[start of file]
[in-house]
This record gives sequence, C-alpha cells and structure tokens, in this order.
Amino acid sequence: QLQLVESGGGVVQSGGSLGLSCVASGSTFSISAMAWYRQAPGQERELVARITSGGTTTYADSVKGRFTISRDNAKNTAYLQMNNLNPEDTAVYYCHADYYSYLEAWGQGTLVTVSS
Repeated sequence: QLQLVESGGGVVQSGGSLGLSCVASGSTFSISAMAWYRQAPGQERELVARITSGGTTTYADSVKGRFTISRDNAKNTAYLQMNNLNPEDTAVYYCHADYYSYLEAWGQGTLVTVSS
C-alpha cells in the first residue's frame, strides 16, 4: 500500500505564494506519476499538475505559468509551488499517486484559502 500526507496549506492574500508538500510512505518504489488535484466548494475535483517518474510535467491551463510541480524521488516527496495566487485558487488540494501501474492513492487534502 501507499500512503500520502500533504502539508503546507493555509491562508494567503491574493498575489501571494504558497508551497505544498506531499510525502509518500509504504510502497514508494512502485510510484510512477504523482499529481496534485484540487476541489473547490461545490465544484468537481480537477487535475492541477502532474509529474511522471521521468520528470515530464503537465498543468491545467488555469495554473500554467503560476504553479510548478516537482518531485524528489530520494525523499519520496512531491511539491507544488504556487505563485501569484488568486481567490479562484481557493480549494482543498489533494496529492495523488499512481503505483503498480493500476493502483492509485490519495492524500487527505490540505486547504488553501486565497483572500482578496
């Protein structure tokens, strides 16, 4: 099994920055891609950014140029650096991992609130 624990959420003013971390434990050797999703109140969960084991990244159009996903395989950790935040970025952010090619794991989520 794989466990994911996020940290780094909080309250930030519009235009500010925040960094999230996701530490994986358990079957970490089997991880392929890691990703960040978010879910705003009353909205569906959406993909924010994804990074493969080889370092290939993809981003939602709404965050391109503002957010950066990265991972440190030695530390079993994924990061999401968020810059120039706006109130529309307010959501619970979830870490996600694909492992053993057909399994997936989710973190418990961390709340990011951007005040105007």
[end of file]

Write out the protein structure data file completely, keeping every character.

[in-house]
This record gives sequence, C-alpha cells and structure tokens, in this order.
Amino acid sequence: QLQLVESGGGVVQSGGSLGLSCVASGSTFSISAMAWYRQAPGQERELVARITSGGTTTYADSVKGRFTISRDNAKNTAYLQMNNLNPEDTAVYYCHADYYSYLEAWGQGTLVTVSS
Repeated sequence: QLQLVESGGGVVQSGGSLGLSCVASGSTFSISAMAWYRQAPGQERELVARITSGGTTTYADSVKGRFTISRDNAKNTAYLQMNNLNPEDTAVYYCHADYYSYLEAWGQGTLVTVSS
C-alpha cells in the first residue's frame, strides 16, 4: 500500500505564494506519476499538475505559468509551488499517486484559502 500526507496549506492574500508538500510512505518504489488535484466548494475535483517518474510535467491551463510541480524521488516527496495566487485558487488540494501501474492513492487534502 501507499500512503500520502500533504502539508503546507493555509491562508494567503491574493498575489501571494504558497508551497505544498506531499510525502509518500509504504510502497514508494512502485510510484510512477504523482499529481496534485484540487476541489473547490461545490465544484468537481480537477487535475492541477502532474509529474511522471521521468520528470515530464503537465498543468491545467488555469495554473500554467503560476504553479510548478516537482518531485524528489530520494525523499519520496512531491511539491507544488504556487505563485501569484488568486481567490479562484481557493480549494482543498489533494496529492495523488499512481503505483503498480493500476493502483492509485490519495492524500487527505490540505486547504488553501486565497483572500482578496
């Protein structure tokens, strides 16, 4: 099994920055891609950014140029650096991992609130 624990959420003013971390434990050797999703109140969960084991990244159009996903395989950790935040970025952010090619794991989520 794989466990994911996020940290780094909080309250930030519009235009500010925040960094999230996701530490994986358990079957970490089997991880392929890691990703960040978010879910705003009353909205569906959406993909924010994804990074493969080889370092290939993809981003939602709404965050391109503002957010950066990265991972440190030695530390079993994924990061999401968020810059120039706006109130529309307010959501619970979830870490996600694909492992053993057909399994997936989710973190418990961390709340990011951007005040105007």